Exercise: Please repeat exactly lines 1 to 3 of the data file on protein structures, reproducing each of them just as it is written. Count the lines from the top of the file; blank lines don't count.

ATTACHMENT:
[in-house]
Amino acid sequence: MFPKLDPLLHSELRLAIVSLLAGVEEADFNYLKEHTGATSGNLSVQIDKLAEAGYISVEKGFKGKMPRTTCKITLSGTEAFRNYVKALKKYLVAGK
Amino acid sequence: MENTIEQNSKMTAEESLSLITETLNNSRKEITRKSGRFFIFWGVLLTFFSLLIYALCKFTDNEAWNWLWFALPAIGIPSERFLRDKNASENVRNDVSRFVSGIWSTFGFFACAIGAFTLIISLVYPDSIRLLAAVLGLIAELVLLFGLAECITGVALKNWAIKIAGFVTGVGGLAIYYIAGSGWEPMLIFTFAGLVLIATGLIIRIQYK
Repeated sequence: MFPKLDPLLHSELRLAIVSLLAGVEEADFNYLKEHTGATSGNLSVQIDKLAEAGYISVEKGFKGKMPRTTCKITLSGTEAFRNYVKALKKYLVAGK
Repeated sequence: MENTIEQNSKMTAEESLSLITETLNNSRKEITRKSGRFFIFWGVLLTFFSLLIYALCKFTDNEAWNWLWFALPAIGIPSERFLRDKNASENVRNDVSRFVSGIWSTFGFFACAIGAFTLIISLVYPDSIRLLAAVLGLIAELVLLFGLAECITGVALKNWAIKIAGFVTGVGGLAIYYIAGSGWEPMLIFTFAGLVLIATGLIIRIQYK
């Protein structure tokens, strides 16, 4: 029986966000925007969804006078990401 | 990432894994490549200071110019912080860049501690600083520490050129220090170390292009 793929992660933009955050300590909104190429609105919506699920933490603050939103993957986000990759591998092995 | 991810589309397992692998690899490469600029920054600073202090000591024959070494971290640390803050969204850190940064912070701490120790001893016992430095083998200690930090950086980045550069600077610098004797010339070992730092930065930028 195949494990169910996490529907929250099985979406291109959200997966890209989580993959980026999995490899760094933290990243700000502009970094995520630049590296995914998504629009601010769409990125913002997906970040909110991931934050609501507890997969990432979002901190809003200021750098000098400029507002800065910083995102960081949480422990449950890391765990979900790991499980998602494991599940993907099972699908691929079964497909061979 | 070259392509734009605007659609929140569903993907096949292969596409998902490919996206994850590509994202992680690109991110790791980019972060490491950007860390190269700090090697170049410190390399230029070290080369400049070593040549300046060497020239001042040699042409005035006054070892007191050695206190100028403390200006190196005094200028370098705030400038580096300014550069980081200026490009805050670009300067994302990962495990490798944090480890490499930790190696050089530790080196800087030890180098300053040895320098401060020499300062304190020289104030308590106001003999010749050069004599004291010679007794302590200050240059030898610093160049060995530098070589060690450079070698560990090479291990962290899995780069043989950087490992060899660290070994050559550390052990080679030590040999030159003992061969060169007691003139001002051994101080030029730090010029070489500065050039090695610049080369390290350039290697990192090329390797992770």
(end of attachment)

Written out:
[in-house]
Amino acid sequence: MFPKLDPLLHSELRLAIVSLLAGVEEADFNYLKEHTGATSGNLSVQIDKLAEAGYISVEKGFKGKMPRTTCKITLSGTEAFRNYVKALKKYLVAGK
Amino acid sequence: MENTIEQNSKMTAEESLSLITETLNNSRKEITRKSGRFFIFWGVLLTFFSLLIYALCKFTDNEAWNWLWFALPAIGIPSERFLRDKNASENVRNDVSRFVSGIWSTFGFFACAIGAFTLIISLVYPDSIRLLAAVLGLIAELVLLFGLAECITGVALKNWAIKIAGFVTGVGGLAIYYIAGSGWEPMLIFTFAGLVLIATGLIIRIQYK